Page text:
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Ekaterina Solovieva Takes Us Inside “The Earth’s Circle”

A baptism. Kolodozero, Karelia, Summer 2014.

Fireworks at Christmas. Kolodozero, Karelia, Winter 2015.

Viktor fishing on the lake. Kolodozero, Karelia, Summer 2017.

In northernmost Russia lies the village of Kolodozero, a series of small hamlets including Lakhta, Isakovo, Ust’-Reka, Pogost, Zaozerye, and Dubovo that are concealed within the woods of Pudozh on the border between Arkhangelsk Oblast and Karelia. Around the turn of the millennium, three friends from Moscow made their way to Kolodozero in search of the meaning of life and their purpose on earth. They began raising money to build a new church to replace the one that burned down in 1977.

In 2005, Arkady Shlykov, one of the three friends, was ordained as priest of the new church. At first he was looked upon with suspicion, but over time the locals came to love the shaggy red-haired rebel and punk whose peaceful character embodied the ethos of the church. His presence and leadership restored to the people all that had been lost, creating a new parochial life that renewed the ties between families, neighbors, and the earth.

Like the friends, Russian photographer Ekaterina Solovieva traveled from her native Moscow to Kolodozero to document their world, exploring what keeps the community united as a people. The result is The Earth’s Circle. Kolodozero (Schilt).

“Everyone who comes to Arkady’s home in Kolodozero, or to his church for the service is running away, from somewhere or something,” Solovieva writes in the book. “From the urban noise or weariness, from the absurdity of life, from themselves, from their former selves, from their sins or wrongs. Arkady himself is a fugitive, more than once he has said that he was here, ‘because I am weak, the strong are able to leave.’”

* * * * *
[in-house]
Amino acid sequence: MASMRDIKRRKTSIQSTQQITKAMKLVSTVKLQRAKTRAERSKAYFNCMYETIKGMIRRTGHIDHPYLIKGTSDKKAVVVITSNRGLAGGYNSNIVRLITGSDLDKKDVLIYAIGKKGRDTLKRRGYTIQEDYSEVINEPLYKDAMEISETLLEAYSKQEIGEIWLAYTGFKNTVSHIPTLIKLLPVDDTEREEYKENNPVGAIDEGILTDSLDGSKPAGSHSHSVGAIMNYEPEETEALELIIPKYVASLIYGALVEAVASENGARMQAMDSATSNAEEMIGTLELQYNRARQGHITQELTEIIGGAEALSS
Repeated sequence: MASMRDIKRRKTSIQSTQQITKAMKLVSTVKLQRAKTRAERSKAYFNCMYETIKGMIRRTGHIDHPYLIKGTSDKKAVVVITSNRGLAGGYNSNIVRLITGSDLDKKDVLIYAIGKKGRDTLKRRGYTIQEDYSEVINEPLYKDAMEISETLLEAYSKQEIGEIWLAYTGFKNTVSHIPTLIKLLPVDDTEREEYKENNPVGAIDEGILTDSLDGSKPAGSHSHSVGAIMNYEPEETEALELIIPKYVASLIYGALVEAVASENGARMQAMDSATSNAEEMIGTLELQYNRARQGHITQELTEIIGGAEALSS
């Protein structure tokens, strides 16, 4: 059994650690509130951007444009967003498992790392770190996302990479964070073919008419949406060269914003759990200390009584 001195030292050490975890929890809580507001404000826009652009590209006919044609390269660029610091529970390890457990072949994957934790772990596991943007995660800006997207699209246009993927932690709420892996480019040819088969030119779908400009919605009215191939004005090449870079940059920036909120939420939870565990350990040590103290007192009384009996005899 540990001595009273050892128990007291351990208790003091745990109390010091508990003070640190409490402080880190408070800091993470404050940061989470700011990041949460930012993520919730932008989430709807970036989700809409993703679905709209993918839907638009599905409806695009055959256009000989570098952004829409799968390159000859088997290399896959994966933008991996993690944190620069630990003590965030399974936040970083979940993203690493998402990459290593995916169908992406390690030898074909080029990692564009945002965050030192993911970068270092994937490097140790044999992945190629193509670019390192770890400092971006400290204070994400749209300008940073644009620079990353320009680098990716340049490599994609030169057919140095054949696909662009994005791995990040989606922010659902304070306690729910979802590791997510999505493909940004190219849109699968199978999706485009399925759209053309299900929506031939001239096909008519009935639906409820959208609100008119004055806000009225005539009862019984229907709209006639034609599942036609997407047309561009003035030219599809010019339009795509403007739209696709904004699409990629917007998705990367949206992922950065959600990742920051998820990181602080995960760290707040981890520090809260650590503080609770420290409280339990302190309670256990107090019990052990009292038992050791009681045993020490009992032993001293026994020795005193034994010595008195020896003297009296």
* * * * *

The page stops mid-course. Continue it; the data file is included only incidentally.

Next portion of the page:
Yet the strong will return after they become weak, to the nurturing of their childhood and the open arms of the people. It is these people that Solovieva studies in her work, giving us a year in the life that begins and ends with winter, evoking the never-ending sensation of living in the north.

“Thus turn the seasons on the land of Kolodozero: Summer, fall, the interlude to winter, winter, Easter, and summer again. Here, one’s heart would beat as if on the first visit. Here, every time is the first time,” Solovieva writes.

In The Earth’s Circle. Kolodozero, Solovieva offers a deeply intimate mediation on the nature of life in this rural world, one that seems to be frozen in time in more ways than one. It is a portrait of the people living on the land, surviving the elements through the practice of tradition and a deep connection to each other.

Solovieva paints a detailed portrait of the people in her photographs and stories, giving us insight into the way they live and the way they engage with her. Each story provides a window into this foreign world, reminding us just how familiar life is, no matter where it is lived.

“Grandma Shura is chopping wood in the yard,” Solovieva begins before giving us a touch of telling dialogue: “’How I love chopping wood! Dry and brittle birch billet is the best. Now that Grandpa is still drinking, I’m taking advantage. Otherwise he’d hide the axe from me.’ Her woollen shawl drops to reveal her short greyish hair strands. Evening in the summer is soft and bright. You have to fight off the merciless Karelian mosquitoes. As I look at Grandma Shura and listen to the axe’s clinking, she still won’t let me help her out. Grandma and Grandpa have been together for their entire lives.”

This sense of continuity exists throughout the book, creating a feeling of warmth that belies the harsh climes of their world. The Earth’s Circle. Kolodozero can be read as both a study of a people as well as a sort of fairy tale, a place where lessons are learned by virtue of harmonizing with the earth and with each other.

Cranberry gatherers ride in the tractor to the swamp.
Kolodozero, Karelia, Autumn 2012.

Arkadiy sits on the porch of one of the village houses and basks in the sun.
Kolodozero, Karelia, Spring 2017.

Cat Boris sits on the windowsill in the priest’s room, midst creative disorder.
Kolodozero, Karelia, 2011.

Easter. Guests gather for a festive meal at the priest’s house.
Kolodozero, Karelia, Spring 2014.

A baptism. Kolodozero, Karelia, Summer 2014.

All images © Ekaterina Solovieva

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